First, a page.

Red Oxide Swimsuit, Full Bottom & Sports Neck (Recycled Nylon/Lycra)
Sold Out (contact us about making one for you)
As the name suggests, our sports neck is designed for high diving, bodysurfing, bungie jumping, or anything that might force a top down. We make the straps wider so they are easier to adjust. Leave them loose when your preference is comfort. Cinch tight when you're ready for action.
The front leg seams of our full bottom swimsuits, fall in the join of the abdomen and the thigh, where it will neither roll up or expose you. The back scoops down to cover your bottom, for decorum and protection when sitting.
- Combines a modest round leg line with a sports neck for the perfect balance of performance and style.
- The crotch width is generous in consideration of cycling and cartwheels.
- Side darts have been added to allow for the bust and so the fabric can do what it is designed to, with regards to support.
- To ensure the seams remain hidden, the lining to the front panel has been secured to the rubber across the full width of the neckline and through the leg seams to the crotch. That makes the crotch super comfortable too!
- For fabric we use Vita from Carvico in Milan. It is 78% Recycled Nylon, a.k.a. "Econyl" and 22% Xtra Life Lycra. (See technical data from the Australian importer).
- All threads are UV and chlorine resistant polyester.
- For elasticity and endurance, 0.63mm thick treated latex has been used in the following widths: 6mm across the front leg seams, 8mm across the neck, back and buttocks and 12mm through the adjustable straps.
- All metal hardware is moulded exclusively for Pride. Electrostatic rack plating contains no heavy metals, for example cadmium, chromium, copper, mercury, nickel or lead.
- Each piece individually cut and sewn in Newcastle East in Australia.
- Design and prototyping by Steven Fleming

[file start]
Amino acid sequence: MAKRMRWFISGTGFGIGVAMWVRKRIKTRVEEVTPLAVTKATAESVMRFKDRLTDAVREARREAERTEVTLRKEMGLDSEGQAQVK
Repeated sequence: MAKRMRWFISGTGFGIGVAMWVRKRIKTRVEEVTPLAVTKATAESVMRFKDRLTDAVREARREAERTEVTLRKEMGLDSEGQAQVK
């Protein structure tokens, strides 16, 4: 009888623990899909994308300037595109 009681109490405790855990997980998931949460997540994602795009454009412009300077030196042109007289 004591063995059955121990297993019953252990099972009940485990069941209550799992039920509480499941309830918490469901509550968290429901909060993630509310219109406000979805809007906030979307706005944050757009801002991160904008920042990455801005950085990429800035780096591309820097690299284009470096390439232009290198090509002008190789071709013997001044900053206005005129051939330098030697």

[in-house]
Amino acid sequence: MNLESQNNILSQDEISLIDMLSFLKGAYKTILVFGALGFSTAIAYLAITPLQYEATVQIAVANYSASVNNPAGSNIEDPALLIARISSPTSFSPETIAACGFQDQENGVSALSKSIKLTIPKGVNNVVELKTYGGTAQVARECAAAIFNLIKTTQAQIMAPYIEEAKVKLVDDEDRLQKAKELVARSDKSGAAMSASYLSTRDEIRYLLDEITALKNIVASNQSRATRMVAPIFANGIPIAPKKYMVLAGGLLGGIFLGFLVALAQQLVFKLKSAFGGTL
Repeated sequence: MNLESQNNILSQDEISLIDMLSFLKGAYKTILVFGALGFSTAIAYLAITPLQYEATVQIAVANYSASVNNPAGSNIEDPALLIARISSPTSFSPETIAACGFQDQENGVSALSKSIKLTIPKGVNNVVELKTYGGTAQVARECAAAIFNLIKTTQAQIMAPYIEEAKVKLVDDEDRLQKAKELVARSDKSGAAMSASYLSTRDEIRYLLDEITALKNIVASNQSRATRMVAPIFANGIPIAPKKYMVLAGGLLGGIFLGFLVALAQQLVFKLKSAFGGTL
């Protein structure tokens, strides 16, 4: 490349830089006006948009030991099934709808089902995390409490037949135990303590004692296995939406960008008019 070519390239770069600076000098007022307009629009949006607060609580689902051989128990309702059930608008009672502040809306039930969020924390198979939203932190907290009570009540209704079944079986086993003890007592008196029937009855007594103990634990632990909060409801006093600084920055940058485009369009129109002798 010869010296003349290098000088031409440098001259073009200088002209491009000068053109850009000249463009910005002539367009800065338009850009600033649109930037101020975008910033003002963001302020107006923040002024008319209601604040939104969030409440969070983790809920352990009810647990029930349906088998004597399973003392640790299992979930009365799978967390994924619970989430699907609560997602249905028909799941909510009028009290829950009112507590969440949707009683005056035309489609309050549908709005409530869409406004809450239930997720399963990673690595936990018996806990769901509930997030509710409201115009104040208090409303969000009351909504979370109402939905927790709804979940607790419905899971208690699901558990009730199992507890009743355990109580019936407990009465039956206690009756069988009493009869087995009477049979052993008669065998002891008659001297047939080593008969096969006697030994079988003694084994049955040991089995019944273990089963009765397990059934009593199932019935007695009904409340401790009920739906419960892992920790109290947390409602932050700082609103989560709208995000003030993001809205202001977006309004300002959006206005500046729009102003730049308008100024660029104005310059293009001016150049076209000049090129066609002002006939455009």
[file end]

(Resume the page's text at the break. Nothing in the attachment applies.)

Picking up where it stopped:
The Swimsuit Itself
I asked The Swimsuit, "Swimsuit, how would you like to be made?"
"Cut me to cover my wearer's bottom," she requested.
"Okay. That's boring, but fine."
"And put me high on her chest," she said, "with thick rubber and straps so I don't come down when I'm dived in."
"The best available rubber and fabric. I would like the chance to grow old!"
"You deserve it," I told her and was planning to go when she added one thing:
"Give me the option of the same fabric as lining."
"Why? That's expensive!" I said.
"It's for shape control, strength of colour, and that certain indefinable something."
It was only after this conversation that I thought about The Swimsuit in metaphysical terms. It is a timeless idea, like The Circle, or Justice. The role of the geometer, law maker and artist is to make each manifest, without recourse to earlier efforts.
I walked away from my encounter with The Swimsuit Itself, wondering how a rational entity—A Platonic Form—could refer to an "indefinable something" as part of her argument to me. Surely it was her job, not mine, to articulate the basis of her own essence?
The questions raised in my mind occasioned a period of empirical study. I made single lined swimsuits, ones with thin lining, and swimsuits with equal weight linings but in colours I could purchase in bulk. All would have cut my cost of production.
In the end I concluded that cost-saving with swimsuits is like sculpting from wood, when I would rather be sculpting from marble.
— Steven Fleming, 2019, on the occasion of the Pride brand launch.